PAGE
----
Razor 2: Hidden Skies tries gallantly to emulate the shmups of yore, but falls flat not for want of creativity (though it could certainly use a bit more), but inexcusable ♥♥♥♥-ups on the game mechanics themselves.
The game attempts, in some places, to be a bullet hell game but the hitbox of your ship is extremely large and does not even match the graphic - it awkwardly extends out an uncertain distance to both sides, but does not seem to include the nose of the fighter. Furthermore, the areas extend visually farther than your actual range of motion, but this is impossible to tell without running right into an invisible wall. In several areas, enemies park right on this wall, giving the illusion that you can zip around them to avoid fire and take them out, right up until you crash into them headlong making the attempt. This is made even more unweildly by the boss fights that zoom the camera out, supposedly to impress you with how big the boss is. Sadly the net result is that now you can see even more but have the same narrow movement lane, exacerbating the problem even more.
Two subweapons are heat-seeking with auto targetting, but there is no mechanic to choose what you'd like to target - the game seems to completely arbitrarily choose for you, and even if the lock-on happens to be a priority target, anything flying in the path of your slow-traveling relativistic missiles will intercept them and explode instead. (Which prompts the question of how does a missile travelling at relativistic speeds even work, and if it does why are they so bloody slow?) The bosses are all recycled variants of each other - fight three tanks, then fight three spinning satellite things, then... etc.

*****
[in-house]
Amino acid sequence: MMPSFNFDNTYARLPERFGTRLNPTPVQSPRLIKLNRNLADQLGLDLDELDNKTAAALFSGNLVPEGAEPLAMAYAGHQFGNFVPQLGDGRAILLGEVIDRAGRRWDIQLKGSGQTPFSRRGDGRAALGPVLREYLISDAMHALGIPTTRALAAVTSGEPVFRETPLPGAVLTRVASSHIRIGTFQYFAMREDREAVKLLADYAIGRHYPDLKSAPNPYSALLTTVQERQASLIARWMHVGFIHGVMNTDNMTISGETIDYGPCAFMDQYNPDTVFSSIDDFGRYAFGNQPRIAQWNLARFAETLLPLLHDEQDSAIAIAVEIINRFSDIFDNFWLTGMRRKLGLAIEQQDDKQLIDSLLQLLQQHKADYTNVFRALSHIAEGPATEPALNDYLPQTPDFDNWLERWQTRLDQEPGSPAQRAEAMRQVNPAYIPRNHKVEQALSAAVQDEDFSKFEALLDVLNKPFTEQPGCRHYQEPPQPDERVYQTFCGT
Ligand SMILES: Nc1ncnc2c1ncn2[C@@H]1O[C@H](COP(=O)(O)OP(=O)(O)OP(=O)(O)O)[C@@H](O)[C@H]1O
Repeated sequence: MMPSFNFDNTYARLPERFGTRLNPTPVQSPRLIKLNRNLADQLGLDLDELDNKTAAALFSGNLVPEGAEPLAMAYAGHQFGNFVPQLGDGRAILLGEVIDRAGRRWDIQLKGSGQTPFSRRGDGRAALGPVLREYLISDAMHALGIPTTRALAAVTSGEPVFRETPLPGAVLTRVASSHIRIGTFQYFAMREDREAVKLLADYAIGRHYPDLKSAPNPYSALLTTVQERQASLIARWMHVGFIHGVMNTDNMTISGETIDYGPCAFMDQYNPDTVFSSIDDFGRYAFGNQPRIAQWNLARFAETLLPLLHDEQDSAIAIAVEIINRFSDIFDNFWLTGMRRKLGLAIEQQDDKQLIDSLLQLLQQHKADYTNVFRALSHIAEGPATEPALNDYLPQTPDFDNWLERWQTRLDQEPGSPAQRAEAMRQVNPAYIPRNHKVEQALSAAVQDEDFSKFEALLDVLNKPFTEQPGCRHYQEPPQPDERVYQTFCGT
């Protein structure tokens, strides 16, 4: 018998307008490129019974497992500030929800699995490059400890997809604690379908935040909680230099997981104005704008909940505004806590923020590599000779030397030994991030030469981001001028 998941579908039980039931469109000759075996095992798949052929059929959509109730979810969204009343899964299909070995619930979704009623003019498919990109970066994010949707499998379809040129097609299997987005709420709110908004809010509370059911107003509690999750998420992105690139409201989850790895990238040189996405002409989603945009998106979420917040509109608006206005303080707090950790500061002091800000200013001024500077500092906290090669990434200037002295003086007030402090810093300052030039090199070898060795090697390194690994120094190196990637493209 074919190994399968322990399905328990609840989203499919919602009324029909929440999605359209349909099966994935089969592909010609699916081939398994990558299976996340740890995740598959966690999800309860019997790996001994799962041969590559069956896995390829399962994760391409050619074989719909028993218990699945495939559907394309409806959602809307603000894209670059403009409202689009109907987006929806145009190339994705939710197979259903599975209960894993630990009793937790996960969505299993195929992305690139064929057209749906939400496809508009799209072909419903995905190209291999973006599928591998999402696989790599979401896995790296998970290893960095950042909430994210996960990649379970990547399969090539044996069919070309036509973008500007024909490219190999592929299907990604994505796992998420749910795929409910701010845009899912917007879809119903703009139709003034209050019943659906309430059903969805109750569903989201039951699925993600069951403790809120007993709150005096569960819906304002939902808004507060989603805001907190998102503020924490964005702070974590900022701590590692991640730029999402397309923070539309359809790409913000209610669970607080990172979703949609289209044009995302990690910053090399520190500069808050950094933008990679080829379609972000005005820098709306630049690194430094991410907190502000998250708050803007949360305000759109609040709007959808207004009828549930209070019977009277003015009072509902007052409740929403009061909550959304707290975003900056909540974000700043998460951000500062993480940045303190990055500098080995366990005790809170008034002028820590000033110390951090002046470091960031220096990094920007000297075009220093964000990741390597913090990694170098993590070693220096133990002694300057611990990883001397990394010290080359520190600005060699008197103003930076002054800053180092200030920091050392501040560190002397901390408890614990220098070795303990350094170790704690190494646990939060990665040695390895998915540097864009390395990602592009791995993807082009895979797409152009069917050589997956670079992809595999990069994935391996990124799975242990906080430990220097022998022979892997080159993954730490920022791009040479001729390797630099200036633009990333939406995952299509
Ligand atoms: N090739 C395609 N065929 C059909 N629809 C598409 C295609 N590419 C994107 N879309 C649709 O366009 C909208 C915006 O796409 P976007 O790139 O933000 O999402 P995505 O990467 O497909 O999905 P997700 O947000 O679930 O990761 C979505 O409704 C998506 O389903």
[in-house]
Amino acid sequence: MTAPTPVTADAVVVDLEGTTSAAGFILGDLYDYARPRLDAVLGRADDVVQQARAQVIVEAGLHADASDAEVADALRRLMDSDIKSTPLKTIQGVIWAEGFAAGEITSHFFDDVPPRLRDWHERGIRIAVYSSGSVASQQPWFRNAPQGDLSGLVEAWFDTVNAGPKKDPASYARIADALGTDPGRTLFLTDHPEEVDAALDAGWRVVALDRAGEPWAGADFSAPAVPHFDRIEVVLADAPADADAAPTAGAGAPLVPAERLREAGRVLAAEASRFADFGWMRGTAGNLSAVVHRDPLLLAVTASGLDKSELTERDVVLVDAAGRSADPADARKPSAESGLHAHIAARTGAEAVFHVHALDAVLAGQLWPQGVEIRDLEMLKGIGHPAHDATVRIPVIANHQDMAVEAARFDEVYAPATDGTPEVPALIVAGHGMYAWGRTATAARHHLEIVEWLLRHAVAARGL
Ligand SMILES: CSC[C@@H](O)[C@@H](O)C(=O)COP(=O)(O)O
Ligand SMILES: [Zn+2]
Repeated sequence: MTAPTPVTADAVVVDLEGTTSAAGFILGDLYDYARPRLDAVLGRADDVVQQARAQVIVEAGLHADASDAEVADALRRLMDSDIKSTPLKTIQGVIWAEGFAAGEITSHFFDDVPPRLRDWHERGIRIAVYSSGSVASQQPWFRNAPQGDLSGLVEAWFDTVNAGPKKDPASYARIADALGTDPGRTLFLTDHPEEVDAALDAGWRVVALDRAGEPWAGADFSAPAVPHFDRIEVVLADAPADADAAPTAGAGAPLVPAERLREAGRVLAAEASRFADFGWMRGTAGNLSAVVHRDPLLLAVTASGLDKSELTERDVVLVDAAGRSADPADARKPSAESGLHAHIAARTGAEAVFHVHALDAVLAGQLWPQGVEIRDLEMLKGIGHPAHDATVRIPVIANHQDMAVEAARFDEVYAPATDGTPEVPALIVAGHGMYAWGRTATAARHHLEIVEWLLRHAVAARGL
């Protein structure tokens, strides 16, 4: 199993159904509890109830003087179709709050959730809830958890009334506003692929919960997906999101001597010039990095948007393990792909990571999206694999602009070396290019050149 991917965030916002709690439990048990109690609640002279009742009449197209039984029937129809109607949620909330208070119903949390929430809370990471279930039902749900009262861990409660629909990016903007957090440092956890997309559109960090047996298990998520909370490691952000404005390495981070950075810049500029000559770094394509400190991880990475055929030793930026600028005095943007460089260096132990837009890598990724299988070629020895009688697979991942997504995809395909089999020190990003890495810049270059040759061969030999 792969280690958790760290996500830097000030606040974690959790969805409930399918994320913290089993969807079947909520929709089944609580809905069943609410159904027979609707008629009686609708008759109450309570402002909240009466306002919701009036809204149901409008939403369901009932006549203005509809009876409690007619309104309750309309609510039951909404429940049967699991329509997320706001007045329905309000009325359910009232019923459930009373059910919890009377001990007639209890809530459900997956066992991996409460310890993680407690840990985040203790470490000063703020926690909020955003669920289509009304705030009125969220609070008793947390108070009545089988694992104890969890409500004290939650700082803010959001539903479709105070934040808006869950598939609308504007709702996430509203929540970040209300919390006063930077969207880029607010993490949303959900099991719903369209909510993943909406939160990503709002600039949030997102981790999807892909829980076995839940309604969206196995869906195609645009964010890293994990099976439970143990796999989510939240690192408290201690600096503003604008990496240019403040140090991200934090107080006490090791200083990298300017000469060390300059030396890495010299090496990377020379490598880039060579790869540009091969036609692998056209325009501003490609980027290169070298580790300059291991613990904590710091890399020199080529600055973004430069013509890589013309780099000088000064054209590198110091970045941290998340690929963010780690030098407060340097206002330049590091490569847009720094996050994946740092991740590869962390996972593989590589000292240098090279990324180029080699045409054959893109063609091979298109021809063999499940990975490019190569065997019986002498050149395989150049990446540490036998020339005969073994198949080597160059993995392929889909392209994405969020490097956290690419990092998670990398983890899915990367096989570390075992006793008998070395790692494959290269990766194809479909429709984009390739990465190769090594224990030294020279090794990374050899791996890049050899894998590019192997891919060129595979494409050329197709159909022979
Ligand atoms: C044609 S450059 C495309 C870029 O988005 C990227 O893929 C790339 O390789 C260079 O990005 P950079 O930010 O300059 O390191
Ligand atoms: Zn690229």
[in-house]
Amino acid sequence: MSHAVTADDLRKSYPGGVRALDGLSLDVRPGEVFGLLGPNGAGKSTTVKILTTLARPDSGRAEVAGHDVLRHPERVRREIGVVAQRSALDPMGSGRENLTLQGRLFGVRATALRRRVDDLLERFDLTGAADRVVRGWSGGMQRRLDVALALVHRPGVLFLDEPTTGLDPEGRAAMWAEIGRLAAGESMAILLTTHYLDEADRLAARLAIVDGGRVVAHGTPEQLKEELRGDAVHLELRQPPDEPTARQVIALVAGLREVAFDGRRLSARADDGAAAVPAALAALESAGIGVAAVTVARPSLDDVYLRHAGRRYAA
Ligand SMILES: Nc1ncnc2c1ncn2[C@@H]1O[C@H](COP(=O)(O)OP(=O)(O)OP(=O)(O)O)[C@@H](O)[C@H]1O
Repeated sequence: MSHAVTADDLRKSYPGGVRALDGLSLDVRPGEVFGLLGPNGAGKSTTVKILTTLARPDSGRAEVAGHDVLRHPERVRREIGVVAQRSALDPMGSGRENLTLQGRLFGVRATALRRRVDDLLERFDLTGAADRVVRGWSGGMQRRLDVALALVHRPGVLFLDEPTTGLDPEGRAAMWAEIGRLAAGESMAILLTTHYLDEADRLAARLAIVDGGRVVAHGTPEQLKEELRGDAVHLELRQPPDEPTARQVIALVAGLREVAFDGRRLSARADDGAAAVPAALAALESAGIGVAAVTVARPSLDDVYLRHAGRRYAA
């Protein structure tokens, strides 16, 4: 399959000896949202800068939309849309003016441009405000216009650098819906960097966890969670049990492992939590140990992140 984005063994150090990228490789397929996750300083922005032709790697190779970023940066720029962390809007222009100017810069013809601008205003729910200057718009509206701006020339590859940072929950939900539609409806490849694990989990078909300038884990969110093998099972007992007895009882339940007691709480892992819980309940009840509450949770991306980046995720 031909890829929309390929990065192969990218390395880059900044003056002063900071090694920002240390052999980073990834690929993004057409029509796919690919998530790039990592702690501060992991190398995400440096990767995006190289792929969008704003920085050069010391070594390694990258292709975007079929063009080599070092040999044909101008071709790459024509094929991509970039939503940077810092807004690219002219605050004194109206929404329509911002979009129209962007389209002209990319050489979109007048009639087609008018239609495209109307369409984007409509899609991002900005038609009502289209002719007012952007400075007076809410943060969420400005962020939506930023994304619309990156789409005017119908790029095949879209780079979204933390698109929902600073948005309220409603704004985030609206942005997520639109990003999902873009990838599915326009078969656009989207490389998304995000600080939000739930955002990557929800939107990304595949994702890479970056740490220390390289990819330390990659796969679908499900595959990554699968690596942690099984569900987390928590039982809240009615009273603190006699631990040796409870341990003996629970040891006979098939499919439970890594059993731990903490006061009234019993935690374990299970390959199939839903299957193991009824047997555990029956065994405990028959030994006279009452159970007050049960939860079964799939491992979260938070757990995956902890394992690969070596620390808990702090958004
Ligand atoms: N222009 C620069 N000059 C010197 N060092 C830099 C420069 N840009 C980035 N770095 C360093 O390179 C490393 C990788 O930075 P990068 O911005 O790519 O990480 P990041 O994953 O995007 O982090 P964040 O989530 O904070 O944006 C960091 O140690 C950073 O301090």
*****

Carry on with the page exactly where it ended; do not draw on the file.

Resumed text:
Unfortunately the problems do not stop there. Movement is imprecise and jerky. Combine this with the awkard hitboxes and you've committed a cardinal sin in the shmup genre - dodging is effectively impossible in places, though this doesn't matter a terrible lot since to cover for this the game slathers you in multiple shields which partially refresh upon each pick-up. Despite that fact, you still take a lot of hits simply because your hitbox isn't where you think it is, and it's nigh impossible to guage where its limits are precisely, since it extends well beyond the ship graphic. Unfortunately, the pickups themselves don't make a terrible lot of sense. One of the most common is Energy, which restores a pip on your Energy meter. Which is grand, only the game never quite explains what Energy is for or why you want it, despite being able to upgrade your ship batteries to have more of it. Oh well, free shields I guess!
In general the game is horridly unpolished. The translation is riddled with grammatical errors, word misuse, and typos (I'm not sure what a Gravity Riffle is). Each mission has a cheesy low-quality text-to-speech mission introduction voiceover, only it gets a few words into it before the explosions start and the rest is completely drowned out. Oops. Hope it wasn't important. Soon after starting the second mission, the primary fire input became stuck and I was essentially on autofire for the rest of the game. Which isn't all bad I suppose, except with the input stuck, I became unable to read mission briefings (not a tremendous loss since they're an exercise in bad English and misspelled words) and upon finishing and going to the main menu it would spam me right into a new game on Easy Mode, not allowing me to change settings or even exit the game. I had to alt-tab and manually kill it.
In short, I can't recommend this game at all, even to die-hard shmup fans, unless you seriously need a fix and simply cannot find something else to scratch the itch.